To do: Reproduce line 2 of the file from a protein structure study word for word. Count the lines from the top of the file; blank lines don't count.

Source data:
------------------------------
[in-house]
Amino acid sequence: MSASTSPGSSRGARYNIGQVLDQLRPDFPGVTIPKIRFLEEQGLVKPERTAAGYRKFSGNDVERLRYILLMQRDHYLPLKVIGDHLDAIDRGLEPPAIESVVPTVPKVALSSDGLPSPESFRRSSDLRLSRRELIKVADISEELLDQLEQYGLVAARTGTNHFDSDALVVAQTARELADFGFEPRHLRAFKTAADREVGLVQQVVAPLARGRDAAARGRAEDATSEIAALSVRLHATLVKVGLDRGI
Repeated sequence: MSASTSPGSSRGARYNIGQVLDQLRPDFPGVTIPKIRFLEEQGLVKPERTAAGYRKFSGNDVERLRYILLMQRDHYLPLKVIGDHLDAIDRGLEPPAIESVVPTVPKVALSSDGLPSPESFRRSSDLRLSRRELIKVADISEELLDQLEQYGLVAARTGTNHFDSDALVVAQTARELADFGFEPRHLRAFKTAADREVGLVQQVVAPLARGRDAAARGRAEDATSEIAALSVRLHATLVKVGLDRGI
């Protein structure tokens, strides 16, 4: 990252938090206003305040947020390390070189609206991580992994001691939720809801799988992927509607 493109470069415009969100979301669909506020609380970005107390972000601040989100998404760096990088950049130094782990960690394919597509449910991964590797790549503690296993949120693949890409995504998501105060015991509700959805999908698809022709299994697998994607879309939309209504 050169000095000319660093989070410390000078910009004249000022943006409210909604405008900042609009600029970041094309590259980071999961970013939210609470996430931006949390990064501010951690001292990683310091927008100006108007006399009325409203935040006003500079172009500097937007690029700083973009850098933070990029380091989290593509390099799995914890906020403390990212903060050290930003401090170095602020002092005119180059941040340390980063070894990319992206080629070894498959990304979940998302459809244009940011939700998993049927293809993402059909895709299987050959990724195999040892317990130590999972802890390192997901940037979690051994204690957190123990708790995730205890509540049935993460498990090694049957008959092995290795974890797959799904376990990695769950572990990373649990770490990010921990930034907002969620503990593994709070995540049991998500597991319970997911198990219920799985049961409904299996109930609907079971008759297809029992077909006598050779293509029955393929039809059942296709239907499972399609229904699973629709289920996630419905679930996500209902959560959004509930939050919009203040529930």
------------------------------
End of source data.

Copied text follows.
Amino acid sequence: MSASTSPGSSRGARYNIGQVLDQLRPDFPGVTIPKIRFLEEQGLVKPERTAAGYRKFSGNDVERLRYILLMQRDHYLPLKVIGDHLDAIDRGLEPPAIESVVPTVPKVALSSDGLPSPESFRRSSDLRLSRRELIKVADISEELLDQLEQYGLVAARTGTNHFDSDALVVAQTARELADFGFEPRHLRAFKTAADREVGLVQQVVAPLARGRDAAARGRAEDATSEIAALSVRLHATLVKVGLDRGI